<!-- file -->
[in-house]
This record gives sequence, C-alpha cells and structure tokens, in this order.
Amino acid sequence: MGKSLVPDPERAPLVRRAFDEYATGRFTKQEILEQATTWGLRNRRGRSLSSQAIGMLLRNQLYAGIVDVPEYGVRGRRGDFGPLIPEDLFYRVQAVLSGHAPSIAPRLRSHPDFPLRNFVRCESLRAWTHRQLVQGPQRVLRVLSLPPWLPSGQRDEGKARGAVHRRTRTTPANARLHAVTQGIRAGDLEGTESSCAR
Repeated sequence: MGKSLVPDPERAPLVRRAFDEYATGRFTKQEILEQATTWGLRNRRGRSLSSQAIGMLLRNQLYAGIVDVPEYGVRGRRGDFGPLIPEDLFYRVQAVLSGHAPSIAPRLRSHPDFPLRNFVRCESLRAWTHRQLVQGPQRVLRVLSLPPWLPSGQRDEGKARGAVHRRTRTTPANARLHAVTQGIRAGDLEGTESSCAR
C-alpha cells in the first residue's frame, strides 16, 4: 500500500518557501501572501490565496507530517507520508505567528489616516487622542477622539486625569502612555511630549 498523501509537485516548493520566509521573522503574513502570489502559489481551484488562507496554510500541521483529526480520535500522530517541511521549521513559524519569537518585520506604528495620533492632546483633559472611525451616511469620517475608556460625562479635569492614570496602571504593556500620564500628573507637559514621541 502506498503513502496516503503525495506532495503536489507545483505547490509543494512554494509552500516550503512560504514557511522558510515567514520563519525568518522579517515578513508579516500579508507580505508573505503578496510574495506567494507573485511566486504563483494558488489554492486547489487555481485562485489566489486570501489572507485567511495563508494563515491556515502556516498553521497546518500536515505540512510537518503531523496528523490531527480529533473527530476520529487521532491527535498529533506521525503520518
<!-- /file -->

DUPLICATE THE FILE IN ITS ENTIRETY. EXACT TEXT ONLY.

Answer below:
[in-house]
This record gives sequence, C-alpha cells and structure tokens, in this order.
Amino acid sequence: MGKSLVPDPERAPLVRRAFDEYATGRFTKQEILEQATTWGLRNRRGRSLSSQAIGMLLRNQLYAGIVDVPEYGVRGRRGDFGPLIPEDLFYRVQAVLSGHAPSIAPRLRSHPDFPLRNFVRCESLRAWTHRQLVQGPQRVLRVLSLPPWLPSGQRDEGKARGAVHRRTRTTPANARLHAVTQGIRAGDLEGTESSCAR
Repeated sequence: MGKSLVPDPERAPLVRRAFDEYATGRFTKQEILEQATTWGLRNRRGRSLSSQAIGMLLRNQLYAGIVDVPEYGVRGRRGDFGPLIPEDLFYRVQAVLSGHAPSIAPRLRSHPDFPLRNFVRCESLRAWTHRQLVQGPQRVLRVLSLPPWLPSGQRDEGKARGAVHRRTRTTPANARLHAVTQGIRAGDLEGTESSCAR
C-alpha cells in the first residue's frame, strides 16, 4: 500500500518557501501572501490565496507530517507520508505567528489616516487622542477622539486625569502612555511630549 498523501509537485516548493520566509521573522503574513502570489502559489481551484488562507496554510500541521483529526480520535500522530517541511521549521513559524519569537518585520506604528495620533492632546483633559472611525451616511469620517475608556460625562479635569492614570496602571504593556500620564500628573507637559514621541 502506498503513502496516503503525495506532495503536489507545483505547490509543494512554494509552500516550503512560504514557511522558510515567514520563519525568518522579517515578513508579516500579508507580505508573505503578496510574495506567494507573485511566486504563483494558488489554492486547489487555481485562485489566489486570501489572507485567511495563508494563515491556515502556516498553521497546518500536515505540512510537518503531523496528523490531527480529533473527530476520529487521532491527535498529533506521525503520518